Spirulina is considered a food grade product and generally undergoes rigorous testing[16]. For example, it undergoes microbiological and chemical composition tests as well as tests for contaminants like heavy metals, pesticides, and extraneous materials. However, caution may still be warranted as there have been reports of spirulina leading to adverse outcomes, like rhabdomyolysis[17].

What should I know?

Metabolic syndrome affects almost a third of the entire U.S. population, representing one of the most widespread health conditions in the nation. While pharmacological approaches are considered the standard of care, there are several non-pharmacological therapeutics that show promise as well.

Spirulina, a blue-green algae that is high in vitamins and bioactive compounds, has shown some promise in improving hallmark features of metabolic syndrome. Previously, randomized controlled trials have yielded mixed results, motivating this systematic review and meta-analysis. This study found that spirulina improved some aspects of glycemic control and serum lipids in people with metabolic syndrome. However, given many of the limitations of this paper, it is difficult to draw any real conclusions about the clinical utility and/or significance of the algae.

The present study does have some limitations that impact the ability to draw robust conclusions, including limited sample size, high heterogeneity, and no reporting of systematic biases present in the literature.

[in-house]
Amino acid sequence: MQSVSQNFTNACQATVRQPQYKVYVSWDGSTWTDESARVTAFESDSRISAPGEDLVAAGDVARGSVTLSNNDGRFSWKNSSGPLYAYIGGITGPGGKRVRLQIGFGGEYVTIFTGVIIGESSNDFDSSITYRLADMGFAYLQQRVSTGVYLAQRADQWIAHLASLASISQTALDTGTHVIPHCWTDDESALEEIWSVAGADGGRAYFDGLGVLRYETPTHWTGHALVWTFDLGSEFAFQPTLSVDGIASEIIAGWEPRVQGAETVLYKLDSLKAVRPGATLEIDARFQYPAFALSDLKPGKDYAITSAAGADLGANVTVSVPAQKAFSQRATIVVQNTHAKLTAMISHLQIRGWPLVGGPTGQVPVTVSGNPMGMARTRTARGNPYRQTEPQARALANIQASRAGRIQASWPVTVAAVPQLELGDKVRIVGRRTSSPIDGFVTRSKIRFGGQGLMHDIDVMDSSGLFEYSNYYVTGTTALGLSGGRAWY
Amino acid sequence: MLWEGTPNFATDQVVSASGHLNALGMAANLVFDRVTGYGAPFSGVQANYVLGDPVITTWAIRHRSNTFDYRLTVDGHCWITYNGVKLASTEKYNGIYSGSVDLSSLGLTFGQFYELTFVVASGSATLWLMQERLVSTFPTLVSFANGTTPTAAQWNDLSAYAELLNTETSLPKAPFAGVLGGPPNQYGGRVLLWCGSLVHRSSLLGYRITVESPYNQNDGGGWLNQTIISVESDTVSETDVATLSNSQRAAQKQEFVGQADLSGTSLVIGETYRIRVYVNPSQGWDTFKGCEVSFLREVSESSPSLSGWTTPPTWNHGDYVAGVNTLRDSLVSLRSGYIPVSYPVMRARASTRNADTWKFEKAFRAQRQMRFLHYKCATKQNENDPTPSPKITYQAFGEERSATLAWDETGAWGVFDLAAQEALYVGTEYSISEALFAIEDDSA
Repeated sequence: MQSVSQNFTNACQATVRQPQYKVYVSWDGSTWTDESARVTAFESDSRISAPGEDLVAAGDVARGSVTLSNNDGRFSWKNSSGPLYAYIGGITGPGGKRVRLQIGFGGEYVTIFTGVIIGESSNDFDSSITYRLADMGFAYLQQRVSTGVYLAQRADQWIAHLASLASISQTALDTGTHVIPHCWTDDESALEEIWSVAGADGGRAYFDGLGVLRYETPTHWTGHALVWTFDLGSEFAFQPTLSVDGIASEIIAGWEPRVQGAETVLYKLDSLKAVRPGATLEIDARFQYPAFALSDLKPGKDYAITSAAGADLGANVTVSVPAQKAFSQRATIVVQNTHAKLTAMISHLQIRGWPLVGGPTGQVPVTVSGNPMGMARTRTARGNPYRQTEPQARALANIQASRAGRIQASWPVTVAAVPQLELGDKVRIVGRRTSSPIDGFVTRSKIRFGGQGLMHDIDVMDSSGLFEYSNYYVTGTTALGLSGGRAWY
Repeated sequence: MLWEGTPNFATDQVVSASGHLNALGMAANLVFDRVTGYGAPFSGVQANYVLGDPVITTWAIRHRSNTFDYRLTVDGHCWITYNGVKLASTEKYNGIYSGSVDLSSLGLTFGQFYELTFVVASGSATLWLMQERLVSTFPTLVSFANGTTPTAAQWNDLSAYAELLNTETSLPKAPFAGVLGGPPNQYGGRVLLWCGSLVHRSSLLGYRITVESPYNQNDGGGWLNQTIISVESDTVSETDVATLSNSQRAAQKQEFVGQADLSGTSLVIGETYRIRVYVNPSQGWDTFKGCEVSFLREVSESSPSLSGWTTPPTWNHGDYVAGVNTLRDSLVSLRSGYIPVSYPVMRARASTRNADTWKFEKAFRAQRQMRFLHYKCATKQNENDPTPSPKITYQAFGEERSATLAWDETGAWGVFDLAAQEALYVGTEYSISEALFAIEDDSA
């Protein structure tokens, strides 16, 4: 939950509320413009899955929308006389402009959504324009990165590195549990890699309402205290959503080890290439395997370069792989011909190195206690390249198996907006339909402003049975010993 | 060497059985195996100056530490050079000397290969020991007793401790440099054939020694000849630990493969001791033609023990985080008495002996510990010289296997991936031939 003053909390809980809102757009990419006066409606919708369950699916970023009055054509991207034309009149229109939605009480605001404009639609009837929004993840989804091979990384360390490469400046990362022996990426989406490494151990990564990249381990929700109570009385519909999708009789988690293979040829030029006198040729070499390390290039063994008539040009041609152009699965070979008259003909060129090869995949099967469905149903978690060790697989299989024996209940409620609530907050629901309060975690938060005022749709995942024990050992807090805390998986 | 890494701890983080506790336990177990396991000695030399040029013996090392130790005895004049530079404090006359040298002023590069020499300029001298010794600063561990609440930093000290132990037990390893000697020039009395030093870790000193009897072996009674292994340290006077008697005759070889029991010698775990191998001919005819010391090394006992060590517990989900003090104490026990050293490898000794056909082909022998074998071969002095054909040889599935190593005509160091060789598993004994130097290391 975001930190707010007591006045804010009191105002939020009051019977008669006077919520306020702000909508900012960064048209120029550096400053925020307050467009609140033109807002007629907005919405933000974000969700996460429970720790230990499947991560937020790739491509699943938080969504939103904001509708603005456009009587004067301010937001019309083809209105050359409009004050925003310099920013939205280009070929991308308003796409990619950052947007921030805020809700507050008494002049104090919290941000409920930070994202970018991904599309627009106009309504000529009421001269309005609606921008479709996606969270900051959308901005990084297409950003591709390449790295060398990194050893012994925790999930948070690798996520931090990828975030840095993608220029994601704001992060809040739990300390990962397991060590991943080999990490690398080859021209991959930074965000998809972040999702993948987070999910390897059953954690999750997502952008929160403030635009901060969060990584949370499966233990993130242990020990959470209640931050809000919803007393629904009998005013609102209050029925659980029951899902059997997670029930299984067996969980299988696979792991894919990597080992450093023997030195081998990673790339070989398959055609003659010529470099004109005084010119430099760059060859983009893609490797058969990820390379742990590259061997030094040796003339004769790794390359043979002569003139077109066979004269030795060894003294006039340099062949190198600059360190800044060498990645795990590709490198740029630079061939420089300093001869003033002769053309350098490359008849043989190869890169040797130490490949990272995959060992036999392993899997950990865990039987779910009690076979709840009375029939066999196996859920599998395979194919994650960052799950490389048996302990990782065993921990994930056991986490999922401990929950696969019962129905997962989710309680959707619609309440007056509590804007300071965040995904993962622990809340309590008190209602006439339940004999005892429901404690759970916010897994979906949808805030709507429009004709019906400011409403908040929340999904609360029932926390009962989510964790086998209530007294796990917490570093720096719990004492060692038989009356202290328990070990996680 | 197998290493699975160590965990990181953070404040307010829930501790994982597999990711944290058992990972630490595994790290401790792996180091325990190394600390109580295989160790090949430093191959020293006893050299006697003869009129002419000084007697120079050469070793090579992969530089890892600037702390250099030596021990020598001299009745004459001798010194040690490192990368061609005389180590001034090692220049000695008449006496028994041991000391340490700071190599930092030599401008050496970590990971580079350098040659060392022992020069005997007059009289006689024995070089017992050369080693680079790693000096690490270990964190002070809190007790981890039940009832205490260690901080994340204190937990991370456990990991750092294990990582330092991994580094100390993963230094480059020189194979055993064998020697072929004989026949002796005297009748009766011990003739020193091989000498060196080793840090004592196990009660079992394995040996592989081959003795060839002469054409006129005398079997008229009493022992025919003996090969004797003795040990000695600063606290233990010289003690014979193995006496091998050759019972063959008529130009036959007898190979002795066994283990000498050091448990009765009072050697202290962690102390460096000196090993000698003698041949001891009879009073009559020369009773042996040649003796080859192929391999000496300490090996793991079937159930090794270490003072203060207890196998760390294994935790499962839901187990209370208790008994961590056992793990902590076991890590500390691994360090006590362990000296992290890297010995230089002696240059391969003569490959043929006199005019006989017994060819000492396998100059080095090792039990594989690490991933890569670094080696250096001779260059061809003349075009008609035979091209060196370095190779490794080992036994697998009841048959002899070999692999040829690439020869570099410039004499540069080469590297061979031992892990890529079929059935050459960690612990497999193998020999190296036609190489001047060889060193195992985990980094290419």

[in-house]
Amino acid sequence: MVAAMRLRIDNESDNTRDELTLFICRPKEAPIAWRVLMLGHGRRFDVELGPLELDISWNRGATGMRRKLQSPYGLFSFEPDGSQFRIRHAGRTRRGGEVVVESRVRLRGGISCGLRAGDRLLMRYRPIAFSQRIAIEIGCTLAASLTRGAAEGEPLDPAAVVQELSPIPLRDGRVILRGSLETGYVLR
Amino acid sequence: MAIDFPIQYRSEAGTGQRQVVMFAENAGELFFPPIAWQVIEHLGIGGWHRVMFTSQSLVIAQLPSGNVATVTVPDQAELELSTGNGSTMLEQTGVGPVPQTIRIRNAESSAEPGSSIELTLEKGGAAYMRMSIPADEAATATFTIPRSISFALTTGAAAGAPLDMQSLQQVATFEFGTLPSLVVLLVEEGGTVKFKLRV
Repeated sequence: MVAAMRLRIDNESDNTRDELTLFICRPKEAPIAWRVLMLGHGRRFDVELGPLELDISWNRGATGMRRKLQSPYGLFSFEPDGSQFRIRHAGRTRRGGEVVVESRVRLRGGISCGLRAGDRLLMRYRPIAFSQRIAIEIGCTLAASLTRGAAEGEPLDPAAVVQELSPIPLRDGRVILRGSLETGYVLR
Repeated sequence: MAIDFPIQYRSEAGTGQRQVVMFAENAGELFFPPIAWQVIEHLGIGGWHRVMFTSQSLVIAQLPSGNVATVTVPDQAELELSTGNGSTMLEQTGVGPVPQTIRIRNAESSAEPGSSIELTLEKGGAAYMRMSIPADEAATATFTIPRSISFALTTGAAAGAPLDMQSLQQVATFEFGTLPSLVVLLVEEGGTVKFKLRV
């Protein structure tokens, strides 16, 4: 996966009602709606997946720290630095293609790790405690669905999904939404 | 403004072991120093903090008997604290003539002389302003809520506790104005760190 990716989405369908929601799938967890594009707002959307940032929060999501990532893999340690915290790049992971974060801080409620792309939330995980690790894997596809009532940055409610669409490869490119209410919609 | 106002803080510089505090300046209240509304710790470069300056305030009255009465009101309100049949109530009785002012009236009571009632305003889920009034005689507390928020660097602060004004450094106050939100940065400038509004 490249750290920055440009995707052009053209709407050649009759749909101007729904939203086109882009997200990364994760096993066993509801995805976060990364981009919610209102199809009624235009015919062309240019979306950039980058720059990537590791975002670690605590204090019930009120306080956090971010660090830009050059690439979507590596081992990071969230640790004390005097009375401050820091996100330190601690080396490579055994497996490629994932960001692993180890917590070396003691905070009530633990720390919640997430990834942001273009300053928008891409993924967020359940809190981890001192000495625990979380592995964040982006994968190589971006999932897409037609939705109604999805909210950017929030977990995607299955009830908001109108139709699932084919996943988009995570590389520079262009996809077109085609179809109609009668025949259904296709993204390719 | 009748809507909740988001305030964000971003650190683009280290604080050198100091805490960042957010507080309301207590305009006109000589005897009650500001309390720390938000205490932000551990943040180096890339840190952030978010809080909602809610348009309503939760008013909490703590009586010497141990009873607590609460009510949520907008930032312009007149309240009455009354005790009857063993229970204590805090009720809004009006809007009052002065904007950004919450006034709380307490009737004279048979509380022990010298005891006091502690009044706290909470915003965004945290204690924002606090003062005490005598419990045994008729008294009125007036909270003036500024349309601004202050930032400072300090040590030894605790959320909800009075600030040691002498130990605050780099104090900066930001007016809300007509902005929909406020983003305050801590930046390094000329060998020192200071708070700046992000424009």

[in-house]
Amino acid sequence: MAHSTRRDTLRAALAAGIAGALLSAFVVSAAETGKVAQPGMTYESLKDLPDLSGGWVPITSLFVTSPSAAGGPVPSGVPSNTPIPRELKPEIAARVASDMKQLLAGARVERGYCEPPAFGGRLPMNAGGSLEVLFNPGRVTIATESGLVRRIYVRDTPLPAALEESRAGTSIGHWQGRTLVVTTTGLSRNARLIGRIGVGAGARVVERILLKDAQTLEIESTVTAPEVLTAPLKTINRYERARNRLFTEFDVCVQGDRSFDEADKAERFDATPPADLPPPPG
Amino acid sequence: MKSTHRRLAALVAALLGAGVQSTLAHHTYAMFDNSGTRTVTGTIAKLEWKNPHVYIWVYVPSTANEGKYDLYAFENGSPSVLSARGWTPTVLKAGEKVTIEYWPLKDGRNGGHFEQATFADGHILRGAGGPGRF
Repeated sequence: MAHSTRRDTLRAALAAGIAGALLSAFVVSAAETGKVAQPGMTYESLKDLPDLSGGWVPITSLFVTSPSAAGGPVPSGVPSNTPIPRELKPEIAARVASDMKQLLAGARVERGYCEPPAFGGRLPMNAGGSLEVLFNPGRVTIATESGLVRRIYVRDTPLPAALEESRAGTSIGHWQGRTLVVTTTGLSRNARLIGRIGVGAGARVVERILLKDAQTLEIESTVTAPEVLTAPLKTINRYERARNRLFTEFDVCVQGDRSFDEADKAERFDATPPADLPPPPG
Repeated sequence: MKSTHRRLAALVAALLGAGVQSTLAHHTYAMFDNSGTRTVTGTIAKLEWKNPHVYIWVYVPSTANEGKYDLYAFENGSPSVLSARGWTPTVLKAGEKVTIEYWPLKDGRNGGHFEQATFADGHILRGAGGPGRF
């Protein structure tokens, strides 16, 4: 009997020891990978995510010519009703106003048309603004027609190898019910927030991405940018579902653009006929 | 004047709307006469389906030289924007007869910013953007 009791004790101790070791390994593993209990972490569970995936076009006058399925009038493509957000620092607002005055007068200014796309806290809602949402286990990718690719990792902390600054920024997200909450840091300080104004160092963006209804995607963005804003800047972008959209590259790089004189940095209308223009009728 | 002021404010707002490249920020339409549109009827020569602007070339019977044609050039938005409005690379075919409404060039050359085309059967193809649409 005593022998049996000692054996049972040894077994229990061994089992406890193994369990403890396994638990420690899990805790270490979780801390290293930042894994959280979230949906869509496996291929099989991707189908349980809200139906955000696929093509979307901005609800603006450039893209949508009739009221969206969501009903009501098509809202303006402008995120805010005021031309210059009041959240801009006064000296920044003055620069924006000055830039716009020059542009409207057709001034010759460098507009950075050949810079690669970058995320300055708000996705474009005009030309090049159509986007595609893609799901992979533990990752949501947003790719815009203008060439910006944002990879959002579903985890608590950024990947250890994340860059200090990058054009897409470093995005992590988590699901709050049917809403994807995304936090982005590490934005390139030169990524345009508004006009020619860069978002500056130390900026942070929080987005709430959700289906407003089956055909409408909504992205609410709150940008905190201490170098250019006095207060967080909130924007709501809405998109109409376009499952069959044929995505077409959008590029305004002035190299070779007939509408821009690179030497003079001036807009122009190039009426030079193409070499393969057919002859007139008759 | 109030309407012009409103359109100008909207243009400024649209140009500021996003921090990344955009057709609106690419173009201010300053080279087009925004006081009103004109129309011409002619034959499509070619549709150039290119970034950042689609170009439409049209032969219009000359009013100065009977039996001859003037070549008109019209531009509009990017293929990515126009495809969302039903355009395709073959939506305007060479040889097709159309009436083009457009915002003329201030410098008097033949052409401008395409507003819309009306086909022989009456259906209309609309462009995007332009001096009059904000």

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See other articles with similar topics: Spirulina, Metabolic Syndrome, Glycemic Index.

See other articles in Issue #60 (October 2019) of Study Deep Dives.

Other Articles in Issue #60 (October 2019)

References

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  2. ^ Lorenzo C, et al. The metabolic syndrome as predictor of type 2 diabetes: the San Antonio heart study. Diabetes Care. (2003)
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  4. ^ Aguilar M, et al. Prevalence of the metabolic syndrome in the United States, 2003-2012. JAMA. (2015)
  5. ^ Nolan PB, et al. Prevalence of metabolic syndrome and metabolic syndrome components in young adults: A pooled analysis. Prev Med Rep. (2017)
  6. ^ Bassi N, et al. Lifestyle modification for metabolic syndrome: a systematic review. Am J Med. (2014)
  7. ^ Singh R, et al. Uncovering Potential Applications of Cyanobacteria and Algal Metabolites in Biology, Agriculture and Medicine: Current Status and Future Prospects. Front Microbiol. (2017)
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  9. ^ Higgins JP, et al. The Cochrane Collaboration's tool for assessing risk of bias in randomised trials. BMJ. (2011)
  10. ^ Galassi A, Reynolds K, He J. Metabolic syndrome and risk of cardiovascular disease: a meta-analysis. Am J Med. (2006)
  11. ^ Shin JA, et al. Metabolic syndrome as a predictor of type 2 diabetes, and its clinical interpretations and usefulness. J Diabetes Investig. (2013)
  12. ^ Saklayen MG. The Global Epidemic of the Metabolic Syndrome. Curr Hypertens Rep. (2018)
  13. ^ Hurrle S, Hsu WH. The etiology of oxidative stress in insulin resistance. Biomed J. (2017)
  14. ^ Zheng J, et al. Phycocyanin and phycocyanobilin from Spirulina platensis protect against diabetic nephropathy by inhibiting oxidative stress. Am J Physiol Regul Integr Comp Physiol. (2013)
  15. ^ Hozayen WG, et al. Spirulina versicolor improves insulin sensitivity and attenuates hyperglycemia-mediated oxidative stress in fructose-fed rats. J Intercult Ethnopharmacol. (2016)
  16. ^ A REVIEW ON CULTURE, PRODUCTION AND USE OF SPIRULINA AS FOOD FOR HUMANS AND FEEDS FOR DOMESTIC ANIMALS AND FISH.
  17. ^ Hamedifard Z, et al. The effects of spirulina on glycemic control and serum lipoproteins in patients with metabolic syndrome and related disorders: A systematic review and meta-analysis of randomized controlled trials. Phytother Res. (2019)